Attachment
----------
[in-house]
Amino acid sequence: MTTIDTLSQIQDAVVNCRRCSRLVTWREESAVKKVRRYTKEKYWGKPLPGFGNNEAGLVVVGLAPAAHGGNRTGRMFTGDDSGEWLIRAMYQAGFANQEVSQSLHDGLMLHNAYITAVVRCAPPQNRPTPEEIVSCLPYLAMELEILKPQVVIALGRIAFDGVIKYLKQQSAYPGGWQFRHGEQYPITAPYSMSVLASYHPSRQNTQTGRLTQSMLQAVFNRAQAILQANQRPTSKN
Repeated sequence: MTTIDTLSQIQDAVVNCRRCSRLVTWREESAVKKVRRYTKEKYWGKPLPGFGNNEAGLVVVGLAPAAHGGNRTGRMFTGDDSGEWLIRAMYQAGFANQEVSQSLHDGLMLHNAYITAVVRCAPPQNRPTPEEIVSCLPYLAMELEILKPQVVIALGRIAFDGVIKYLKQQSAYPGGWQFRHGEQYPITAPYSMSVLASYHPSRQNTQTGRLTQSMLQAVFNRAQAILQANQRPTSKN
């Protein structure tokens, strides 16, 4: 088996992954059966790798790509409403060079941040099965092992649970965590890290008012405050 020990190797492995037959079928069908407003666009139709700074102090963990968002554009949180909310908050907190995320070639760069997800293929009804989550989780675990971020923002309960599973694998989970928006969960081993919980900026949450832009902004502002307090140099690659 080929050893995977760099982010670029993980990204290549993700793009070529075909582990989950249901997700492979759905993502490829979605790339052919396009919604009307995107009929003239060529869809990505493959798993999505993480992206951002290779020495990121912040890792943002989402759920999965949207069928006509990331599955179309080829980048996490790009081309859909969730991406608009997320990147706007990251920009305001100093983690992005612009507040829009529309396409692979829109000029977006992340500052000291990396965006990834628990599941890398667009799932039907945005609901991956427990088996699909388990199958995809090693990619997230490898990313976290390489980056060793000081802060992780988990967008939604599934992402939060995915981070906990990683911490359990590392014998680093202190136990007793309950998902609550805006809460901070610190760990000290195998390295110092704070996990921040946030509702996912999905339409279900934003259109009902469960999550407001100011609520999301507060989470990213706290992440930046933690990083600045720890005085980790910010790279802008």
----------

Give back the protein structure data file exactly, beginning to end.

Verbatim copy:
[in-house]
Amino acid sequence: MTTIDTLSQIQDAVVNCRRCSRLVTWREESAVKKVRRYTKEKYWGKPLPGFGNNEAGLVVVGLAPAAHGGNRTGRMFTGDDSGEWLIRAMYQAGFANQEVSQSLHDGLMLHNAYITAVVRCAPPQNRPTPEEIVSCLPYLAMELEILKPQVVIALGRIAFDGVIKYLKQQSAYPGGWQFRHGEQYPITAPYSMSVLASYHPSRQNTQTGRLTQSMLQAVFNRAQAILQANQRPTSKN
Repeated sequence: MTTIDTLSQIQDAVVNCRRCSRLVTWREESAVKKVRRYTKEKYWGKPLPGFGNNEAGLVVVGLAPAAHGGNRTGRMFTGDDSGEWLIRAMYQAGFANQEVSQSLHDGLMLHNAYITAVVRCAPPQNRPTPEEIVSCLPYLAMELEILKPQVVIALGRIAFDGVIKYLKQQSAYPGGWQFRHGEQYPITAPYSMSVLASYHPSRQNTQTGRLTQSMLQAVFNRAQAILQANQRPTSKN
């Protein structure tokens, strides 16, 4: 088996992954059966790798790509409403060079941040099965092992649970965590890290008012405050 020990190797492995037959079928069908407003666009139709700074102090963990968002554009949180909310908050907190995320070639760069997800293929009804989550989780675990971020923002309960599973694998989970928006969960081993919980900026949450832009902004502002307090140099690659 080929050893995977760099982010670029993980990204290549993700793009070529075909582990989950249901997700492979759905993502490829979605790339052919396009919604009307995107009929003239060529869809990505493959798993999505993480992206951002290779020495990121912040890792943002989402759920999965949207069928006509990331599955179309080829980048996490790009081309859909969730991406608009997320990147706007990251920009305001100093983690992005612009507040829009529309396409692979829109000029977006992340500052000291990396965006990834628990599941890398667009799932039907945005609901991956427990088996699909388990199958995809090693990619997230490898990313976290390489980056060793000081802060992780988990967008939604599934992402939060995915981070906990990683911490359990590392014998680093202190136990007793309950998902609550805006809460901070610190760990000290195998390295110092704070996990921040946030509702996912999905339409279900934003259109009902469960999550407001100011609520999301507060989470990213706290992440930046933690990083600045720890005085980790910010790279802008």